Dahlgren gun on a Civil War ship (Photo Public Domain)
Recently Tom wrote in with a question about a Civil War veterans database:
“I’ve been a listener of your podcast for quite a long time. Great job.
“We have a grass-roots group trying to locate and document Civil War Veterans buried in Washington state. Is there a good website where I can enter a name and unit identification and get results of the person’s [Civil War] service? I’m having a really hard time finding US Navy sailors.”
It sounds like Tom is conducting a very worthwhile project! (We added the link above to the website for the project, in case you’re interested.) An excellent resource–still in progress for sailors with only about 20% of them–is The Civil War Soldiers and Sailors System (CWSS).
The site describes its resources as a “database containing information about the men who served in the Union and Confederate armies during the Civil War. Other information on the site includes histories of Union and Confederate regiments, links to descriptions of significant battles, and selected lists of prisoner-of-war records and cemetery records, which will be amended over time.”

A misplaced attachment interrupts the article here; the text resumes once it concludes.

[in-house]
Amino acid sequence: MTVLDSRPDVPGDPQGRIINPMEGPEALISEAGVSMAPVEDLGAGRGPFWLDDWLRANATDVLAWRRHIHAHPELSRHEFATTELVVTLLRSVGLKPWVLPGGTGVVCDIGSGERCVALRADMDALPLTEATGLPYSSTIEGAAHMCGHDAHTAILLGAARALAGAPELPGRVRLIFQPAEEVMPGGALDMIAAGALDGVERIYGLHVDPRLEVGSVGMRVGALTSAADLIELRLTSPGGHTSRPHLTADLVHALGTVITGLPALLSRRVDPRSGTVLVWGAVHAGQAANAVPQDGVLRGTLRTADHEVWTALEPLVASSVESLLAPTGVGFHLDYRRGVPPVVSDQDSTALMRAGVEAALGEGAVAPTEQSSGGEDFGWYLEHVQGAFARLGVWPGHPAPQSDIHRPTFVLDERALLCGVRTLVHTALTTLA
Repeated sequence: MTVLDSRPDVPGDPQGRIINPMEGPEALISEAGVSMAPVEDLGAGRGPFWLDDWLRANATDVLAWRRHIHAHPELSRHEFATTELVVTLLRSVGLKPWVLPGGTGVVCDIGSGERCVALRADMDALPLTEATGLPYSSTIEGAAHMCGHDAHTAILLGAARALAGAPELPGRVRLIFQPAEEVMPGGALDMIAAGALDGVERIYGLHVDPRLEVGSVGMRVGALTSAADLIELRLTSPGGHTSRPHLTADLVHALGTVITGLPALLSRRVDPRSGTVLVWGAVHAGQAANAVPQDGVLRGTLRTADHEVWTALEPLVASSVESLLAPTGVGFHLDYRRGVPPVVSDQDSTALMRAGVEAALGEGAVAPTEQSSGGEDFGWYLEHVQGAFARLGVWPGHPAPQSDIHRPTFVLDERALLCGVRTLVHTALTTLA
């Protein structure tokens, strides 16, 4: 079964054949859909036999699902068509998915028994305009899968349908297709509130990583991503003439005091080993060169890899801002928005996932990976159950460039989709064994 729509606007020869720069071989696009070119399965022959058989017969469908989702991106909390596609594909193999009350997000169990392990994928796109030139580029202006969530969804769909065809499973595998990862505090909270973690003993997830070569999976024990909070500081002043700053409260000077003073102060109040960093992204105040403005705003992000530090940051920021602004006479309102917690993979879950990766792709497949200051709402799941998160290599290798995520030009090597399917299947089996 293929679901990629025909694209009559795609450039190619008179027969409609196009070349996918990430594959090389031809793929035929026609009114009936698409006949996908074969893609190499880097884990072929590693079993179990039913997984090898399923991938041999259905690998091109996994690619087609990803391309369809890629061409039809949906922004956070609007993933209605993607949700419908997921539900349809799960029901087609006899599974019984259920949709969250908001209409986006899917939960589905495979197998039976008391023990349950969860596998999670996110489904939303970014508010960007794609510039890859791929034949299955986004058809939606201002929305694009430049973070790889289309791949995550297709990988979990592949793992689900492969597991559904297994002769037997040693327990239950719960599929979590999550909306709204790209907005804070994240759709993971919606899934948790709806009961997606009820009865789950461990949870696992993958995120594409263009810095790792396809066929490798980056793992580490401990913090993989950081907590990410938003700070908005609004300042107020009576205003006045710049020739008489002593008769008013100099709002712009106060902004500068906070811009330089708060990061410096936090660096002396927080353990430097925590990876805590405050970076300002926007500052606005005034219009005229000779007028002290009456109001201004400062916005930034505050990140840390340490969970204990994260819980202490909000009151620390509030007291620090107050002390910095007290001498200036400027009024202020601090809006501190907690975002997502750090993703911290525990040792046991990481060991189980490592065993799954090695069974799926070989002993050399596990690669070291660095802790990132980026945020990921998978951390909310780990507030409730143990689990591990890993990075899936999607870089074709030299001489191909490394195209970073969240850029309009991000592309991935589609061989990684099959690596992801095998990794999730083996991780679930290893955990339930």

This is an excellent resource for soldiers. As far as sailors go: “The Civil War Soldiers and Sailors System currently contains the records of approximately 18,000 African American sailors, though additional records will be added in the future. The information in the Sailors Database is derived from enlistment records and the quarterly muster rolls of Navy vessels. Approximately half of the sailors entered the service at the Navy’s established points of enlistment. For these men and women, enlistment records serve as the primary sources of information. The Howard University research team used muster rolls to fill in missing data or to correct apparent misinformation recorded at the time of enlistment. Information about the remainder of the enlistees was derived directly from these muster rolls. When research uncovered inconsistencies in the data (such as conflicting reports of an individual’s age at the time of enlistment) the most frequently recorded response was used.”